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3.7/5

The Land Without Shadows by Abdourahman A. Waberi

One of the first literary works to portray Djiboutians from their own point of view, "The Land without Shadows" is a collection of seventeen short stories. The author, Abdourahman A. Waberi, one of a handful of francophone writers of fiction to have emerged in the twentieth century from the "confetti-sized state" of Djibouti, has already won international recognition and p One of the first literary works to portray Djiboutians from their own point of view, "The Land without Shadows" is a collection of seventeen short stories. The author, Abdourahman A. Waberi, one of a handful of francophone writers of fiction to have emerged in the twentieth century from the "confetti-sized state" of Djibouti, has already won international recognition and prizes in African literature for his stories and novel. Because his writing is linked to immigration and exile, his native Djibouti occupies center stage in his work. Drawing on the Somali/Djiboutian oral tradition to weave pieces of legend, proverbs, music, poetry, and history together with references to writers as diverse as Soyinka, Shakespeare, Djebar, Baudelaire, Cesaire, Waugh, Senghor, and Beckett, Waberi succeeds in bringing his country into a context that reaches well beyond the Horn of Africa. Originally published in France in 1994 as "Le Pays sans ombre, " this newly translated collection presents stories about the precolonial and colonial past of Djibouti alongside those set in the postcolonial era. With irony and humor, these short stories portray madmen, poets, artists, French colonists, pseudointellectuals, young women, aspiring politicians, famished refugees, khat chewers, nomads struggling to survive in Djibouti's ruthless natural environment, or tramps living (and dying) in Balbala, the shantytown that stretches to the south of the capital. Waberi's complex web of allusions locates his tales at an intersection between history and ethnography, politics and literature. While written in a narrative prose, these stories nevertheless call on an indigenous literary tradition that elevates poetry to the highest standing. By juxtaposing the present with the past, the individual with the collective, the colonized with the colonizer, the local with the global, "The Land without Shadows" composes an image of Djibouti that is at times both kaleidoscopic and cinematographic. Here the art of the short story offers partial but brilliantly illuminated scenes of the Djiboutian urban and rural landscape, its people, and its history. For sale in the U.S. and its territories only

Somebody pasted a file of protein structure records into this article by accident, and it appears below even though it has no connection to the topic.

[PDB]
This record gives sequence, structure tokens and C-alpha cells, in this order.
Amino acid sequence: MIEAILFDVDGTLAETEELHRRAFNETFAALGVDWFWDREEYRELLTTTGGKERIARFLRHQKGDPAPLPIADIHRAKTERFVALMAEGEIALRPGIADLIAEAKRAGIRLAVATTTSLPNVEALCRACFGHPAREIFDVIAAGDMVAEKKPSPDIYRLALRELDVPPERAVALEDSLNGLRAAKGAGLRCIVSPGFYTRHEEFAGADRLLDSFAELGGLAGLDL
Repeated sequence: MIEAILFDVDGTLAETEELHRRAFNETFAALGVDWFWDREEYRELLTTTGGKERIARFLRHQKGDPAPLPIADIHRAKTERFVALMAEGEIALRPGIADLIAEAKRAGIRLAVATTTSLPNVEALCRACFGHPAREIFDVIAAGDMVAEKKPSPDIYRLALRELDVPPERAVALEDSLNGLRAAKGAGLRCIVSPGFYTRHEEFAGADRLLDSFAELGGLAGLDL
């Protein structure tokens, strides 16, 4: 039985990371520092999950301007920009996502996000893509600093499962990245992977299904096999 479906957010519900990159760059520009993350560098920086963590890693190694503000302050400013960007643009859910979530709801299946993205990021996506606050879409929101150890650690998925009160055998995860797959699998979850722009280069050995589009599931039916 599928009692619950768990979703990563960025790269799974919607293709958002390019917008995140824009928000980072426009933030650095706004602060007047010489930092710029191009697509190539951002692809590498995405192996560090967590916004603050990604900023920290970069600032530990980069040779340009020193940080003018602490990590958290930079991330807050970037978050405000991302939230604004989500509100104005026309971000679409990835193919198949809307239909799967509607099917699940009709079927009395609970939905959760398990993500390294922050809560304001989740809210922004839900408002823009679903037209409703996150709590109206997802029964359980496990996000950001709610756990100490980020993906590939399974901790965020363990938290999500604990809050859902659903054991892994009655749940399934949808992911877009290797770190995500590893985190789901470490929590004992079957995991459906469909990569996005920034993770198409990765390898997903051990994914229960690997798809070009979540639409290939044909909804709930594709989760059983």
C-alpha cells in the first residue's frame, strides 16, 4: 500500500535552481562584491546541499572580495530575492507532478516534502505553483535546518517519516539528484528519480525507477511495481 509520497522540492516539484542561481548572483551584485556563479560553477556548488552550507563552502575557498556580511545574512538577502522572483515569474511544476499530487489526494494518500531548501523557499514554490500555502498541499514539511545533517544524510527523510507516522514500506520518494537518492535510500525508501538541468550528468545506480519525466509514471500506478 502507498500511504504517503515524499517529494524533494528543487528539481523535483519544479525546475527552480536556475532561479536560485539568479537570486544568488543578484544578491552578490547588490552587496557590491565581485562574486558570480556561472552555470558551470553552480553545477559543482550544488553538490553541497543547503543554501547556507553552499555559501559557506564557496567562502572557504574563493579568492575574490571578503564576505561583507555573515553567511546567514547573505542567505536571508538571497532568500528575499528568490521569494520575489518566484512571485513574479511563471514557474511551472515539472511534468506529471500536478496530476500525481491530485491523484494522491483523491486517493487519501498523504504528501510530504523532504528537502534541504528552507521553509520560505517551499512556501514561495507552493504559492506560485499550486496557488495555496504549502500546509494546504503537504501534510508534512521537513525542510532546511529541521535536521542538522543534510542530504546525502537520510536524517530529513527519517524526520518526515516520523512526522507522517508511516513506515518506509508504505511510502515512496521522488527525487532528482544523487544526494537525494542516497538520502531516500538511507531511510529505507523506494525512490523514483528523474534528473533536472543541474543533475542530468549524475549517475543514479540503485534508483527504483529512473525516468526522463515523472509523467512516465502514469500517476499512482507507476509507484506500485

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3.9/5

The Hundred-Year-Old Man Who Climbed Out of the Window and Disappeared by Jonas Jonasson